Liquid water on Mars may have once drizzled from the skyor collected as dew on the ground.
The falling water left signs in the Martian soil measuredby NASA?s Viking, Pathfinder, and rover missions, a new study suggests.
"By analyzing the chemistry of the planet's soil, wecan derive important information about Mars' climate history," said RonaldAmundson, UC Berkeley ecologist and the study's lead author.
It was already known that it snowsaround the north pole of Mars. And there is ample evidence that liquidwater used to well up from beneath the surface, as hot springs or groundwater.
But water falling from the Martian sky is somethingthat's never been proven.
The frigid climate on Mars has locked the planet?s waterin ice, but scientists agree that a warmer climate 4.6 billion to 3.5 billionyears ago allowed for liquid water in lakes and rivers. Now the new studysuggests that liquid water still existed in the Martian atmosphere even more recently,from 3.5 billion to 1.8 billion years ago.
The study will be detailed online in Geochimica etCosmochimica Acta this month and in a print issue in August.
Amundson?s team saw evidence that the Martian soil hadlost much of the elements in the original rock fragments which formed the soil.That pattern suggests water once moved downward through the dirt and washedthose elements away.
The Mars record also shows a long period of drying out,as seen in surface patterns in the sulfate-rich soil. The researchers comparedthat to very similar patterns in Chile?s Atacama Desert, the driest region onEarth with just 1 millimeter of annual rainfall on average.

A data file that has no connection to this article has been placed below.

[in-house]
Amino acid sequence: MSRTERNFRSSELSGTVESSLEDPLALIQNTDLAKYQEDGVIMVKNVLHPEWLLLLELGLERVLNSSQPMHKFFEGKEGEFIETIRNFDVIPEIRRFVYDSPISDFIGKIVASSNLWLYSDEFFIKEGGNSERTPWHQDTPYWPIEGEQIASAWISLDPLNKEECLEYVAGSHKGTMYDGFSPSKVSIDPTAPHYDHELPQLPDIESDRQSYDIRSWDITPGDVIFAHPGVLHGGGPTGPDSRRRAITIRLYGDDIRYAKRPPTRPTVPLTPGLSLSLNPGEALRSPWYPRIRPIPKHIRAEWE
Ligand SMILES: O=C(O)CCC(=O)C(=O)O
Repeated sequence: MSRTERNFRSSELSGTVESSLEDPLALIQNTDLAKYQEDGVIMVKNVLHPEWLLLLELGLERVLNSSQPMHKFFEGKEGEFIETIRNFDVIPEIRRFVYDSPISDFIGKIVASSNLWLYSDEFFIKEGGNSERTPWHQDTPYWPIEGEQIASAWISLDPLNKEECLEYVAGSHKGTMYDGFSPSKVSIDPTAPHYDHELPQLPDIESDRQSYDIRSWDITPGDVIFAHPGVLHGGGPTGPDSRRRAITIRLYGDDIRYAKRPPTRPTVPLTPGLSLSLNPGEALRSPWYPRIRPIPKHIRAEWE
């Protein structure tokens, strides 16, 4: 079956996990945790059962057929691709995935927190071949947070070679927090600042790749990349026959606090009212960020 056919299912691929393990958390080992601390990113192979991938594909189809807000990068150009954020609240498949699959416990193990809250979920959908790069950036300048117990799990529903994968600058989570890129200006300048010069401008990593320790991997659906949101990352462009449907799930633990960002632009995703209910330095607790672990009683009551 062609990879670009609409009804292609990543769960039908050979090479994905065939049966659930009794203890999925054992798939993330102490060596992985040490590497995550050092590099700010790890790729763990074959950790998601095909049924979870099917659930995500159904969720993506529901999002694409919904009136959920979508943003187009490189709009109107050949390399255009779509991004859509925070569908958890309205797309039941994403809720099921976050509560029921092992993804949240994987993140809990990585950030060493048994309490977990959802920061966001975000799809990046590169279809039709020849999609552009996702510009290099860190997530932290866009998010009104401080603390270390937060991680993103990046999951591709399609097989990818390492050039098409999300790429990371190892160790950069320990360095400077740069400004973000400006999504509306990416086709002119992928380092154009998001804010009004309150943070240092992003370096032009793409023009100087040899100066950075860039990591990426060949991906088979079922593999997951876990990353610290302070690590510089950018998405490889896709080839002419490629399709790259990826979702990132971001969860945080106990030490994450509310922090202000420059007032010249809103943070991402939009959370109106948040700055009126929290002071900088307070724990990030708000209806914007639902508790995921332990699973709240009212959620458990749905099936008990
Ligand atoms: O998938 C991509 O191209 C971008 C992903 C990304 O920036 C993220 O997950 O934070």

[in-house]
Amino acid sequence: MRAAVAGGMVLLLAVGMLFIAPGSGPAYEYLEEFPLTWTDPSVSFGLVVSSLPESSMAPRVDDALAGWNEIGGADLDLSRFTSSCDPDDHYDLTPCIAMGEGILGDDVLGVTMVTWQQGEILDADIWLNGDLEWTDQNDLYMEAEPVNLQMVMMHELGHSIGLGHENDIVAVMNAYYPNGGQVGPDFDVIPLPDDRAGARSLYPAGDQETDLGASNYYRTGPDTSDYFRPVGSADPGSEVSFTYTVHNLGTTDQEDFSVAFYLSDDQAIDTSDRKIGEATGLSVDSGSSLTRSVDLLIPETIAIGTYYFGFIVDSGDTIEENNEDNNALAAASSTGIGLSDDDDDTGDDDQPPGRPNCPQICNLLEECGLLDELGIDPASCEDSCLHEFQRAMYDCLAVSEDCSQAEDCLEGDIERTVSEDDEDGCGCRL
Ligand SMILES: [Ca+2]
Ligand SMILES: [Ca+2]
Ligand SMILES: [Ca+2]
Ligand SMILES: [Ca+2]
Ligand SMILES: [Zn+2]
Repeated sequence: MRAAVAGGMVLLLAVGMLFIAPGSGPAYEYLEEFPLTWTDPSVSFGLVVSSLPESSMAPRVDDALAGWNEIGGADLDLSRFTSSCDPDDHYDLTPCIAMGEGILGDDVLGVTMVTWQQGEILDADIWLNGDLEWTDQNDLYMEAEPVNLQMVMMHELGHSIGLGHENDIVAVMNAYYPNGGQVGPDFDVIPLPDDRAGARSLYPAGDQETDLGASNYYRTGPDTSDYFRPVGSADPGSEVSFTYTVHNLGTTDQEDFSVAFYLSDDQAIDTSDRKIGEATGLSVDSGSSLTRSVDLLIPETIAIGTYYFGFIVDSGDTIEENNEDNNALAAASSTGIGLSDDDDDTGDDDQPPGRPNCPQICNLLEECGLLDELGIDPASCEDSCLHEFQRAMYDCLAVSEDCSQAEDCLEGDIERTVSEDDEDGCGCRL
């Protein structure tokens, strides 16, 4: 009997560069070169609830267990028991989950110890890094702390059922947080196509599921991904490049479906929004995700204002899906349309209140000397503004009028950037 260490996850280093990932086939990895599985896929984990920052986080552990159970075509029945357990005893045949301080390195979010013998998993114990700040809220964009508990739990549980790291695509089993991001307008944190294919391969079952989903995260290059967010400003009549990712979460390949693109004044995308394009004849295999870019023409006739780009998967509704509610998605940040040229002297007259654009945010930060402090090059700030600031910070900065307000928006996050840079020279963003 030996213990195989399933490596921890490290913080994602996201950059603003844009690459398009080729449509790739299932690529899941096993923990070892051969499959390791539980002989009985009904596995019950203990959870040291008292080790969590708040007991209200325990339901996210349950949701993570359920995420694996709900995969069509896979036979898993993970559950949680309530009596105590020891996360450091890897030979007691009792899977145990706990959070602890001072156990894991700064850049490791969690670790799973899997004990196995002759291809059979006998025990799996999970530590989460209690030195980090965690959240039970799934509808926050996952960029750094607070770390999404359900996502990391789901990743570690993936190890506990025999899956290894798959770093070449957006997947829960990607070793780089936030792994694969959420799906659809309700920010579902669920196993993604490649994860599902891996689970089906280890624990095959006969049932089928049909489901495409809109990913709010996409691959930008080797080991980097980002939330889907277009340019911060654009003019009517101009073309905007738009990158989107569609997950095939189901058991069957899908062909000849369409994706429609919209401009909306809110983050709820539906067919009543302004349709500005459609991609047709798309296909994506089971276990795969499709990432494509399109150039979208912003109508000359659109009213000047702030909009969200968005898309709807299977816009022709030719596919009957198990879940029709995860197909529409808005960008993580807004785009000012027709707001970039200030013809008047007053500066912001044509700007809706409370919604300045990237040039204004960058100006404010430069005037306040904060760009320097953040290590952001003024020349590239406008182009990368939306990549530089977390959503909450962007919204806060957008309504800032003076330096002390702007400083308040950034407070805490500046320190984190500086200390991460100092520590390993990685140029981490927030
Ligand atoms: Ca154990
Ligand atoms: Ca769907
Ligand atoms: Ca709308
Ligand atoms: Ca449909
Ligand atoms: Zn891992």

"The Atacama Desert and the dry valleys of Antarcticaare where Earth meets Mars," Amundson said. "I would argue that Marshas more in common geochemically with these climate extremes on Earth thanthese sites have in common with the rest of our planet."
Sulfates appear to have accumulated on the surface with layers of chloride saltbeneath — a pattern suggesting water fell onto the soil from the Martianatmosphere. Because sulfates are less soluble in water than chloride, they tendto separate out from water first. That means water moving downward would carrychlorides further beyond the sulfates.
Scientists still debate how much Earth?s climate cancompare to that of Mars, but Amundson argues that the Martian soil stands as a?museum? containing the history of water on the planet. Looking to Earth mayhelp unlock that record.
"It seems very logical that a dry, arid planet likeMars with the same bedrock geology as many places on Earth would have some ofthe same hydrological and geological processes operating that occur in ourdeserts here on Earth," Amundson said.
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